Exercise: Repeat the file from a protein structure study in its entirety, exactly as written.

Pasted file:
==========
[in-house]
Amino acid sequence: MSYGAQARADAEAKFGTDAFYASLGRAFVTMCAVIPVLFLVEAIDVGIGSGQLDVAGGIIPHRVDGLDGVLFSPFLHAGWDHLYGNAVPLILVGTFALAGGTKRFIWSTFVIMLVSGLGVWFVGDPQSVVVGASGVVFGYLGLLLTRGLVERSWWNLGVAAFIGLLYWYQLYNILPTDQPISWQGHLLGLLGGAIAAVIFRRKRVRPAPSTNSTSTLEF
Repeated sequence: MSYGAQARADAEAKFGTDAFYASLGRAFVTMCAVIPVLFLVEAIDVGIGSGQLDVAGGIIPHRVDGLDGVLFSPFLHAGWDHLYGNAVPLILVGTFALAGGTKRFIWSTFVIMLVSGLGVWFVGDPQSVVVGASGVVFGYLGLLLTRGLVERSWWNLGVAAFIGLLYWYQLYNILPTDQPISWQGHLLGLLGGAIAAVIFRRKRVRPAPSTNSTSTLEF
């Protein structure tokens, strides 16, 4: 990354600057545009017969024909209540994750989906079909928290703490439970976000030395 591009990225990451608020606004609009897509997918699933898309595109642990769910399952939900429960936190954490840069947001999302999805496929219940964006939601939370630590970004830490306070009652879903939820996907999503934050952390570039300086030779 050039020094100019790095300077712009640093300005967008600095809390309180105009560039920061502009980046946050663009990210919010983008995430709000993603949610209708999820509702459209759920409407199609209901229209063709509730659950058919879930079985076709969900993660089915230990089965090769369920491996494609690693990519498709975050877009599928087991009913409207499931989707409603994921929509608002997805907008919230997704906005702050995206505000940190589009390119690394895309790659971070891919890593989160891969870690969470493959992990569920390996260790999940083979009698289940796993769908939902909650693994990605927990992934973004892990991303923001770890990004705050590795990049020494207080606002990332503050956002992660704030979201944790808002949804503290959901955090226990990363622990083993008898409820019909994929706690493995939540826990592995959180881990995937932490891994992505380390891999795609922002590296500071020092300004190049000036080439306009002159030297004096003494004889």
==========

[in-house]
Amino acid sequence: MSYGAQARADAEAKFGTDAFYASLGRAFVTMCAVIPVLFLVEAIDVGIGSGQLDVAGGIIPHRVDGLDGVLFSPFLHAGWDHLYGNAVPLILVGTFALAGGTKRFIWSTFVIMLVSGLGVWFVGDPQSVVVGASGVVFGYLGLLLTRGLVERSWWNLGVAAFIGLLYWYQLYNILPTDQPISWQGHLLGLLGGAIAAVIFRRKRVRPAPSTNSTSTLEF
Repeated sequence: MSYGAQARADAEAKFGTDAFYASLGRAFVTMCAVIPVLFLVEAIDVGIGSGQLDVAGGIIPHRVDGLDGVLFSPFLHAGWDHLYGNAVPLILVGTFALAGGTKRFIWSTFVIMLVSGLGVWFVGDPQSVVVGASGVVFGYLGLLLTRGLVERSWWNLGVAAFIGLLYWYQLYNILPTDQPISWQGHLLGLLGGAIAAVIFRRKRVRPAPSTNSTSTLEF
């Protein structure tokens, strides 16, 4: 990354600057545009017969024909209540994750989906079909928290703490439970976000030395 591009990225990451608020606004609009897509997918699933898309595109642990769910399952939900429960936190954490840069947001999302999805496929219940964006939601939370630590970004830490306070009652879903939820996907999503934050952390570039300086030779 050039020094100019790095300077712009640093300005967008600095809390309180105009560039920061502009980046946050663009990210919010983008995430709000993603949610209708999820509702459209759920409407199609209901229209063709509730659950058919879930079985076709969900993660089915230990089965090769369920491996494609690693990519498709975050877009599928087991009913409207499931989707409603994921929509608002997805907008919230997704906005702050995206505000940190589009390119690394895309790659971070891919890593989160891969870690969470493959992990569920390996260790999940083979009698289940796993769908939902909650693994990605927990992934973004892990991303923001770890990004705050590795990049020494207080606002990332503050956002992660704030979201944790808002949804503290959901955090226990990363622990083993008898409820019909994929706690493995939540826990592995959180881990995937932490891994992505380390891999795609922002590296500071020092300004190049000036080439306009002159030297004096003494004889």